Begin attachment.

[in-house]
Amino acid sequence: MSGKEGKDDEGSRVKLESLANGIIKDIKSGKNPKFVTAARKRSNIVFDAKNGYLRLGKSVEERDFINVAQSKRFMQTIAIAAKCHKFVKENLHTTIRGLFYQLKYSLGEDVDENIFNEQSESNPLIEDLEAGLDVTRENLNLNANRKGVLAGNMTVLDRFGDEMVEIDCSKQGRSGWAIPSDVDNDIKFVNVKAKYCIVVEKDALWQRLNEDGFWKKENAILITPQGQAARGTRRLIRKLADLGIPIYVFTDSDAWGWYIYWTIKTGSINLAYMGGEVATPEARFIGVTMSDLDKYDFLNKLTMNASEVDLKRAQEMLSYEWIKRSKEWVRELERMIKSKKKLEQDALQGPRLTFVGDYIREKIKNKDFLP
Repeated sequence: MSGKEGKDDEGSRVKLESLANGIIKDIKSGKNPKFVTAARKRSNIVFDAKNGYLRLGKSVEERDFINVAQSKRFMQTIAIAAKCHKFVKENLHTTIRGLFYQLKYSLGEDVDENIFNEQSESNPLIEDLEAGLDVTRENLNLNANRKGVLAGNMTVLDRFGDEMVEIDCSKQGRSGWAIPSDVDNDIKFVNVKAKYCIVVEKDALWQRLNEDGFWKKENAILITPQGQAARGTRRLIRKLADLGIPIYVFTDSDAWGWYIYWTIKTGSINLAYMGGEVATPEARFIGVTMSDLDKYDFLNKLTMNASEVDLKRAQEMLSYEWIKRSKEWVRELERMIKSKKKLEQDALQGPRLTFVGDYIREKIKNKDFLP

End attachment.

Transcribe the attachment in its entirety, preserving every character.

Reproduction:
[in-house]
Amino acid sequence: MSGKEGKDDEGSRVKLESLANGIIKDIKSGKNPKFVTAARKRSNIVFDAKNGYLRLGKSVEERDFINVAQSKRFMQTIAIAAKCHKFVKENLHTTIRGLFYQLKYSLGEDVDENIFNEQSESNPLIEDLEAGLDVTRENLNLNANRKGVLAGNMTVLDRFGDEMVEIDCSKQGRSGWAIPSDVDNDIKFVNVKAKYCIVVEKDALWQRLNEDGFWKKENAILITPQGQAARGTRRLIRKLADLGIPIYVFTDSDAWGWYIYWTIKTGSINLAYMGGEVATPEARFIGVTMSDLDKYDFLNKLTMNASEVDLKRAQEMLSYEWIKRSKEWVRELERMIKSKKKLEQDALQGPRLTFVGDYIREKIKNKDFLP
Repeated sequence: MSGKEGKDDEGSRVKLESLANGIIKDIKSGKNPKFVTAARKRSNIVFDAKNGYLRLGKSVEERDFINVAQSKRFMQTIAIAAKCHKFVKENLHTTIRGLFYQLKYSLGEDVDENIFNEQSESNPLIEDLEAGLDVTRENLNLNANRKGVLAGNMTVLDRFGDEMVEIDCSKQGRSGWAIPSDVDNDIKFVNVKAKYCIVVEKDALWQRLNEDGFWKKENAILITPQGQAARGTRRLIRKLADLGIPIYVFTDSDAWGWYIYWTIKTGSINLAYMGGEVATPEARFIGVTMSDLDKYDFLNKLTMNASEVDLKRAQEMLSYEWIKRSKEWVRELERMIKSKKKLEQDALQGPRLTFVGDYIREKIKNKDFLP